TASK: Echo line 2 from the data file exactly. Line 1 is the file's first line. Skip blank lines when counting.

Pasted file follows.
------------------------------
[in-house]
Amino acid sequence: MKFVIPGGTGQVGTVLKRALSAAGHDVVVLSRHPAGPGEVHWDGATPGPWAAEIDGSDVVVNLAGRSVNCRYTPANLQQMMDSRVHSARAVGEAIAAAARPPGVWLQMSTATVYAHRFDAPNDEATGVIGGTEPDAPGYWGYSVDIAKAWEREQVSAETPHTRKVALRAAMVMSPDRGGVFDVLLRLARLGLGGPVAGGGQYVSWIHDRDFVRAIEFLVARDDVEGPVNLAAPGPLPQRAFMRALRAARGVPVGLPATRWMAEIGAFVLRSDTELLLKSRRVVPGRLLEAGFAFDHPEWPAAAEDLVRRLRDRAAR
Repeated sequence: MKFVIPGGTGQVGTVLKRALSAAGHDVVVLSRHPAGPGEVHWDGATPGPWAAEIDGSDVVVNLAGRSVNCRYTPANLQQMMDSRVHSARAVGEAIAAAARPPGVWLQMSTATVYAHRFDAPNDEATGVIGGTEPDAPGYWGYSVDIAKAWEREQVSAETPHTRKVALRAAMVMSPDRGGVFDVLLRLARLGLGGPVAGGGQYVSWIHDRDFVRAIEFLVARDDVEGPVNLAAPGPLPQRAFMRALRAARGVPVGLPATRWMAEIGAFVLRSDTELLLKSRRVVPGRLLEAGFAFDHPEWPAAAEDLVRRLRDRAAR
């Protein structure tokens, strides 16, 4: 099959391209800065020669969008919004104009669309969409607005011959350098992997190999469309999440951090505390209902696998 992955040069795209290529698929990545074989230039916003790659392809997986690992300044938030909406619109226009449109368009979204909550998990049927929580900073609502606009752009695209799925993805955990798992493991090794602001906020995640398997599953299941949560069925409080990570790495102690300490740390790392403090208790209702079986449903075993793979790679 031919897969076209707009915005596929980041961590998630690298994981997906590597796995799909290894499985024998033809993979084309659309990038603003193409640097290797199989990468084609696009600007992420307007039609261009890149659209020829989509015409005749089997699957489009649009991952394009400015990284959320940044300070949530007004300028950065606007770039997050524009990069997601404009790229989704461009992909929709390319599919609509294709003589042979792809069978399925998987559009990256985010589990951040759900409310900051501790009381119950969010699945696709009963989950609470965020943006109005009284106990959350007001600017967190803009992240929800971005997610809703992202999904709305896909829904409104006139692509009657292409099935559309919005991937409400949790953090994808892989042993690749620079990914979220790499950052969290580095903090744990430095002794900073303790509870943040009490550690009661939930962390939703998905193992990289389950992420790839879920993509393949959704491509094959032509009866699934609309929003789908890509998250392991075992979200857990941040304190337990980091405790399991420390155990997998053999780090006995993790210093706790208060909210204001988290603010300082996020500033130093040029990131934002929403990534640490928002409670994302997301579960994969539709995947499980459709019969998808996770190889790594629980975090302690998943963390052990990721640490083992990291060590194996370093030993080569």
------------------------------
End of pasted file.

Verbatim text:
Amino acid sequence: MKFVIPGGTGQVGTVLKRALSAAGHDVVVLSRHPAGPGEVHWDGATPGPWAAEIDGSDVVVNLAGRSVNCRYTPANLQQMMDSRVHSARAVGEAIAAAARPPGVWLQMSTATVYAHRFDAPNDEATGVIGGTEPDAPGYWGYSVDIAKAWEREQVSAETPHTRKVALRAAMVMSPDRGGVFDVLLRLARLGLGGPVAGGGQYVSWIHDRDFVRAIEFLVARDDVEGPVNLAAPGPLPQRAFMRALRAARGVPVGLPATRWMAEIGAFVLRSDTELLLKSRRVVPGRLLEAGFAFDHPEWPAAAEDLVRRLRDRAAR